Once your adviser has assessed your needs and circumstances, explored other options and clarified what you’re looking for, they will scour the market for the most suitable equity release product for you.
They will then set out their recommendation, including the advantages and disadvantages. You can now decide whether you want to go ahead and, if you do, the option you want to go for. There will be a second meeting where the recommendations are discussed and which the family is encouraged to engage with. Again, using a platform such as Zoom can help accelerate this part.
Timeframe: One meeting
Step 5: Application
Once you and your adviser have identified a potential lender (or lenders) you can complete their application form, with the help of the adviser. You’ll likely have already given your adviser much of the information needed, so you may need to just sign the application (as well as the adviser’s own declaration form).
Timeframe: An hour or two
Step 6: Arrange a valuation
A survey will be arranged so that the lender has an up-to-date valuation for the property, helping it decide how much equity can be released. This can be done remotely through ‘desktop valuations’ these days, speeding up the process. The surveyor will contact you if an in-person valuation is needed too.
Timeframe: One week
Step 7: Receive the mortgage offer
The mortgage lender will send you a formal mortgage offer once the valuation has been submitted and your application assessed by its underwriters.
Timeframe: Between two and seven days
Step 8: Get legal advice
When you’ve received the mortgage offer you should appoint a solicitor to give you independent legal advice and check that everything is as it should be. They will also oversee the signing of the mortgage deed, which must be witnessed.
Legal advice is the last big part of the process before the loan is agreed and signed off and the money released. But this is where the delays often occur, as they tend to with any property transaction. Solicitors aren’t generally in a rush to get the legal check done and the changes to the Title Deeds registered with HM Land Registry.
Timeframe: Ideally one week, but could be longer
Step 9: Lender review of documents
Before the process is completed the mortgage lender’s own solicitor will double-check the signed mortgage deed and all other documentation. If your own solicitor has been thorough (and is used to doing equity release work) this stage should be straightforward.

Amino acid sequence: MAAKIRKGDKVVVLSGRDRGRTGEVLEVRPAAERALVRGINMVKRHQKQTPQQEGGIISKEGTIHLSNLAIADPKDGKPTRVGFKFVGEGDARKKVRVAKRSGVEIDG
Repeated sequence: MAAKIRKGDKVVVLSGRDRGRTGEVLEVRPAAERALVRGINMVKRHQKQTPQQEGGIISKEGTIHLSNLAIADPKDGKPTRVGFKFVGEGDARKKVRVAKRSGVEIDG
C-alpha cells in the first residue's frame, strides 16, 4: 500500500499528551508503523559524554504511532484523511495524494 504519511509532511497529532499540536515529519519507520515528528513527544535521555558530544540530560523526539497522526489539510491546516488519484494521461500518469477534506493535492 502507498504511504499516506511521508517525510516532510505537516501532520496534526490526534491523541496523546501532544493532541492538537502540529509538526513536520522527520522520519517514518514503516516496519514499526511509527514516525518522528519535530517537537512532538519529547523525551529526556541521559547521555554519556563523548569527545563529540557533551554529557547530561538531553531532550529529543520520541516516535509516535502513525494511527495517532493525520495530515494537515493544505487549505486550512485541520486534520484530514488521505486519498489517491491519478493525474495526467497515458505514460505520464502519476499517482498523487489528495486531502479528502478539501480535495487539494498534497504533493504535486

But there is a possibility that the lender's solicitor will want to verify a couple of things and/or have questions to ask, which may delay the process.
Timeframe: A fortnight, on average
Step 10: Completing the deal
If everyone is happy – you, your family, the solicitor, surveyor and adviser – the case can be completed and the funds released into your bank account. If the money is being used to clear your existing mortgage, that will be left in the hands of the solicitors.
How quickly you get the funds depends on whether you pay for a CHAPS transfer (same day) or do it through BACS (up to three days).
Timeframe: Less than a week
So, the process can take anything from around three weeks to three months, and potentially longer in more complex cases. Some of the timeframe factors will be out of your control, but there are several steps you can take to minimise the chance of delays.
For example, making sure the family is on board – and ideally able to meet with the adviser – reduces the risk of conflicts that might disrupt the process.
It can also help to dig out the necessary documents before you start, such as photo ID, building insurance schedule, three months’ worth of bank statements and utility or council tax bills, and title deeds. Having access to information such as mortgage reference numbers and provider details and any leasehold or occupier documentation will also speed the process up.
Also make sure your adviser is aware of other details that might be relevant, such as any Enduring or Lasting Power of Attorney arrangements you have in place or possible issues with the property (such as being on a flood plain).
And remember, your adviser is the expert. Ask them any questions you have and take your time exploring your options. Equity release might well be the answer to some of your problems, but it’s not the answer for everyone.
Types of equity release
One form of equity release is a lifetime mortgage. This can be used by homeowners aged 55 or over to take out a loan secured against their home. The loan and the interest is usually repaid with the proceeds of the eventual property sale.
Other forms of equity release include home reversion plans, through which some or all of the home is sold to a provider for an amount below market value in exchange for either a regular income or a lump sum, as well as the right to remain in the home indefinitely. The overall process will be broadly similar.